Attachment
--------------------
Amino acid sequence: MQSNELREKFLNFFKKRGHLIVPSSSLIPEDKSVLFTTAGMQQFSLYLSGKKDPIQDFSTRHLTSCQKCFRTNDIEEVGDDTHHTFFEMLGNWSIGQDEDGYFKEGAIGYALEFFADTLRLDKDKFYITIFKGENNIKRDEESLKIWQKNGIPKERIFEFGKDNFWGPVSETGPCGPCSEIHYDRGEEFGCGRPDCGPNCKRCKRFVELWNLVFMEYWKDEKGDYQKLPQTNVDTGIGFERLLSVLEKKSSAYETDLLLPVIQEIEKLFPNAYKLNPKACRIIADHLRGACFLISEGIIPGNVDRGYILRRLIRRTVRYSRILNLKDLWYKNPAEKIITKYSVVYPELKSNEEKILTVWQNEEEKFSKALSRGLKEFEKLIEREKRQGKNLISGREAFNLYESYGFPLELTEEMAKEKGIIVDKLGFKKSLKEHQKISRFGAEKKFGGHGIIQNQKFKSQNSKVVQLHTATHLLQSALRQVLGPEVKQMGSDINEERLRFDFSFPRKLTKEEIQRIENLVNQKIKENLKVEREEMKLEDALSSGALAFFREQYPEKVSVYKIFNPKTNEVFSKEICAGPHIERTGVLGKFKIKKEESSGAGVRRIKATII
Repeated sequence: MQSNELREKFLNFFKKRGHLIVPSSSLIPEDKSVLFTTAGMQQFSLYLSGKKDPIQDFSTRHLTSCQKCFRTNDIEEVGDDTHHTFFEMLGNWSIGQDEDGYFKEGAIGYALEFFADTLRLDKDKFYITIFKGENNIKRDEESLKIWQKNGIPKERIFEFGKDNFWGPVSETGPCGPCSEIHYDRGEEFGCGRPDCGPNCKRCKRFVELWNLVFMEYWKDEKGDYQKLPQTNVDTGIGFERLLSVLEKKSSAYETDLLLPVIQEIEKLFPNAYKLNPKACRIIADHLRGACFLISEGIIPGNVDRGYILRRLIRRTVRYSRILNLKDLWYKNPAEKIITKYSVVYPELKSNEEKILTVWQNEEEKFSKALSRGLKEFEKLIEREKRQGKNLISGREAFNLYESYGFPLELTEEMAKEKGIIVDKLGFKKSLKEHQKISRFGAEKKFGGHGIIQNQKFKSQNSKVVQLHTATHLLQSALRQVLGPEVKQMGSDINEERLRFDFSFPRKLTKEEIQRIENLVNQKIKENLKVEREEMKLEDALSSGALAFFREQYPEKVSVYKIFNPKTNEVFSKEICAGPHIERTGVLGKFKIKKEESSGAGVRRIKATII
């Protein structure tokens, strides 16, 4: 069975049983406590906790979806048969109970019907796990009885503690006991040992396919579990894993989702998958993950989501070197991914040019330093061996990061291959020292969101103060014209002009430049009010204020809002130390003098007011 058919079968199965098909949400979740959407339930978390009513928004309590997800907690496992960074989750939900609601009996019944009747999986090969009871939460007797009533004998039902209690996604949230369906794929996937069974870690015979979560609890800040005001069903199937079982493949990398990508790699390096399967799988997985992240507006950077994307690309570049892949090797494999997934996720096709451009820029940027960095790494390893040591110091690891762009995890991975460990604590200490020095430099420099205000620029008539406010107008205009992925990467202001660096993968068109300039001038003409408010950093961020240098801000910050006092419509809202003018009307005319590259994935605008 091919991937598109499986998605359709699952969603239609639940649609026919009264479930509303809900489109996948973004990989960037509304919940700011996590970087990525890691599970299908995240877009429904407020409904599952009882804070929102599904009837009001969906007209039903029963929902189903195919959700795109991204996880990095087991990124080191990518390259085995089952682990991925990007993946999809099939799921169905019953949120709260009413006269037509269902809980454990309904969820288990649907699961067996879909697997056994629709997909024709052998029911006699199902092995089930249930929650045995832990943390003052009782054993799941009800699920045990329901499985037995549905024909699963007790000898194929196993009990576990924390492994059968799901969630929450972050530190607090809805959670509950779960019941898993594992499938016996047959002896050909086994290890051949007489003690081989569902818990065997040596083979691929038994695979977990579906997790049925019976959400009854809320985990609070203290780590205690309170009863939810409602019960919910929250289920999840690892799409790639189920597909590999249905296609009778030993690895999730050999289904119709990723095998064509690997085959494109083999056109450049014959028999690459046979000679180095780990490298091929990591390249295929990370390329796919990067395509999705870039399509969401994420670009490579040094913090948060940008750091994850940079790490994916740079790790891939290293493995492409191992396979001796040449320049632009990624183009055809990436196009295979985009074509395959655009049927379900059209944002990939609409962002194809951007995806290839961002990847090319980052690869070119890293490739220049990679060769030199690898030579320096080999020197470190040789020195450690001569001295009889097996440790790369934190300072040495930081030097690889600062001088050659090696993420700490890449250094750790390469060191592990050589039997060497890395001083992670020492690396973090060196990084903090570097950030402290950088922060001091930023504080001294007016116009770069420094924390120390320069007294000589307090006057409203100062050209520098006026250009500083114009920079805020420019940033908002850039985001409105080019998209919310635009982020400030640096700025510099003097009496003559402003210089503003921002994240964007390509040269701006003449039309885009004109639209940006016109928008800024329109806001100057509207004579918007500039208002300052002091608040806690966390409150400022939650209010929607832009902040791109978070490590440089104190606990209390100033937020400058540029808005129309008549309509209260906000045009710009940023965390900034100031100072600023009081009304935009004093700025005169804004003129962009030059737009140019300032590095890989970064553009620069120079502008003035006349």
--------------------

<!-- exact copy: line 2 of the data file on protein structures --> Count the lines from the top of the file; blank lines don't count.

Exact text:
Repeated sequence: MQSNELREKFLNFFKKRGHLIVPSSSLIPEDKSVLFTTAGMQQFSLYLSGKKDPIQDFSTRHLTSCQKCFRTNDIEEVGDDTHHTFFEMLGNWSIGQDEDGYFKEGAIGYALEFFADTLRLDKDKFYITIFKGENNIKRDEESLKIWQKNGIPKERIFEFGKDNFWGPVSETGPCGPCSEIHYDRGEEFGCGRPDCGPNCKRCKRFVELWNLVFMEYWKDEKGDYQKLPQTNVDTGIGFERLLSVLEKKSSAYETDLLLPVIQEIEKLFPNAYKLNPKACRIIADHLRGACFLISEGIIPGNVDRGYILRRLIRRTVRYSRILNLKDLWYKNPAEKIITKYSVVYPELKSNEEKILTVWQNEEEKFSKALSRGLKEFEKLIEREKRQGKNLISGREAFNLYESYGFPLELTEEMAKEKGIIVDKLGFKKSLKEHQKISRFGAEKKFGGHGIIQNQKFKSQNSKVVQLHTATHLLQSALRQVLGPEVKQMGSDINEERLRFDFSFPRKLTKEEIQRIENLVNQKIKENLKVEREEMKLEDALSSGALAFFREQYPEKVSVYKIFNPKTNEVFSKEICAGPHIERTGVLGKFKIKKEESSGAGVRRIKATII